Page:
Type of Document Dissertation Author Ricciardi, Gerald F. URN etd-11102000-14250056 Title A Near-Zone to Far-Zone Transformation Process Utilizing a Formulated Eigenfunction Expansion of Spheroidal Wave-Harmonics Degree PhD Department Electrical and Computer Engineering Advisory Committee
Advisor Name Title Stutzman, Warren L. Committee Chair Davis, William A. Committee Member Riad, Sedki Mohamed Committee Member Rossi, John F. Committee Member Safaai-Jazi, Ahmad Committee Member Keywords
- computational electromagnetics
Date of Defense 2000-09-21 Availability unrestricted AbstractIn the field of antenna design and analysis, often the need arises to numerically extrapolate the far-zone performance of a radiating structure from its known (or assumed known) near-zone electromagnetic field. Mathematical processes developed to accomplish such a task are known in the literature as near-zone to far-zone transformations (NZ-FZTs) as well as near-field far-field (NF-FF) transformations. These processes make use of sampled near-zone field quantities along some virtual surface, viz., the transformation surface, that surrounds the radiating structure of interest. Depending upon the application, samples of the required near-zone field quantities are supplied via analytical, empirical, or computational means.
Over the years, a number of NZ-FZT processes have been developed to meet the demands of many applications. In short, their differences include, but are not limited to, the following: (1) the size and shape of the transformation surface, (2) the required near-zone field quantities and how they are sampled, (3) the computational methodology used, and (4) the imbedding of various application-driven features. Each process has its pros and cons depending upon its specific application as well as the type of radiation structure under consideration.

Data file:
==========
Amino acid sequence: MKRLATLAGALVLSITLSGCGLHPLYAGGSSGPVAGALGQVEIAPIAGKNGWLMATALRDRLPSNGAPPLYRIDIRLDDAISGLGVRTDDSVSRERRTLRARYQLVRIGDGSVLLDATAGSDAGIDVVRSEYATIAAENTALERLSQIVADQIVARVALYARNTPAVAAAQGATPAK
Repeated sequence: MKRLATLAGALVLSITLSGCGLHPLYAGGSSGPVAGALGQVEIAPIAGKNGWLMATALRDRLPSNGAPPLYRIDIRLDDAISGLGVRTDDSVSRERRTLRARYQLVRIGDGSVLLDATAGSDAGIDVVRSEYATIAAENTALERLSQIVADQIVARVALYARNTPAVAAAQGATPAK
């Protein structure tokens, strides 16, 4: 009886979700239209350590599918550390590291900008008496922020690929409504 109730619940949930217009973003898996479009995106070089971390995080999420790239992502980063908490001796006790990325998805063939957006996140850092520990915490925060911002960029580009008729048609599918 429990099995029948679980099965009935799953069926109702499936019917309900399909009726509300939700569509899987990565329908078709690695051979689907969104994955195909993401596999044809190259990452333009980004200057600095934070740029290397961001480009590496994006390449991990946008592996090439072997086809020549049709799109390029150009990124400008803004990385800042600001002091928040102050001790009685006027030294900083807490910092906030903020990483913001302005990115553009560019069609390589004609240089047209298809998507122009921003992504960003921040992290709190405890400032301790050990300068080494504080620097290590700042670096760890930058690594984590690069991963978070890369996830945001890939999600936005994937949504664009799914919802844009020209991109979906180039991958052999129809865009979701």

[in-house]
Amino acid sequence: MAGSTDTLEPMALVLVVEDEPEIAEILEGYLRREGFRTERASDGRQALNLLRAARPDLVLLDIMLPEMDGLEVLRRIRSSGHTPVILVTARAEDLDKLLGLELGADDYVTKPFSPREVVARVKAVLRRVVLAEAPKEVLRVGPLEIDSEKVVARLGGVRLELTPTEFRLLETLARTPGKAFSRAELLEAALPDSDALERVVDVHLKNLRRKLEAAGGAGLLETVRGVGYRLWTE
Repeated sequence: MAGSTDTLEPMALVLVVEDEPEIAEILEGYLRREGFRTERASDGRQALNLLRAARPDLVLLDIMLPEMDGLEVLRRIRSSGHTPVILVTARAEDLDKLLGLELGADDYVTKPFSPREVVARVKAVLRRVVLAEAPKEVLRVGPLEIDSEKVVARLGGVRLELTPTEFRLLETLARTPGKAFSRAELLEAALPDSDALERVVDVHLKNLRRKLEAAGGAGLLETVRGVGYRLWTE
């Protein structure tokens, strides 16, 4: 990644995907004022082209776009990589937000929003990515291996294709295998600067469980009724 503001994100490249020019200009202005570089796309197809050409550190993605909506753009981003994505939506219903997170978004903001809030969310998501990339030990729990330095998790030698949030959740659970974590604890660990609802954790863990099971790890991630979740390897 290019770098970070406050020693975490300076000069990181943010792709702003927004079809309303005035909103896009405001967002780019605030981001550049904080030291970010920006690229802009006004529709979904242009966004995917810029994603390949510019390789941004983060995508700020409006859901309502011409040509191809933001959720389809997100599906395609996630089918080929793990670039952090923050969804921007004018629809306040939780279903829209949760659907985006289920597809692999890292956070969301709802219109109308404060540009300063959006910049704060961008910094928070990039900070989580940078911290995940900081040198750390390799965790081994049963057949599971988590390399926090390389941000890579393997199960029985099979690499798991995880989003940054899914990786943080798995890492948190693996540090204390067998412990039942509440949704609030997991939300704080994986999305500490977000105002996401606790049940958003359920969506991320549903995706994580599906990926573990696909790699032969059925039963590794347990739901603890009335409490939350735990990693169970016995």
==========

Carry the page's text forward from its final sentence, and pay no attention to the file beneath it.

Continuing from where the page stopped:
In this dissertation we put forth a new and original NZ-FZT process that allows the transformation surface along which the near-zone is sampled to be spheroidal in shape: namely a prolate or oblate spheroid. Naturally, there are benefits gained in doing so. Our approach uses a formulated eigenfunction expansion of spheroidal wave-harmonics to develop two distinct, yet closely related, NZ-FZT algorithms for each type of spheroidal transformation surface. The process only requires knowledge of the E-field along the transformation surface and does not need the corresponding H-field.
Given is a systematic exposition of the formulation, implementation, and verification of the newly developed NZ-FZT process. Accordingly, computer software is developed to implement both NZ-FZT algorithms. In the validation process, analytical and empirical radiation structures serve as computational benchmarks. Numerical models of both benchmark structures are created by integrating the software with a field solver, viz., a finite-difference time-domain (FDTD) code. Results of these computer models are compared with theoretical and empirical data to provide additional validation.
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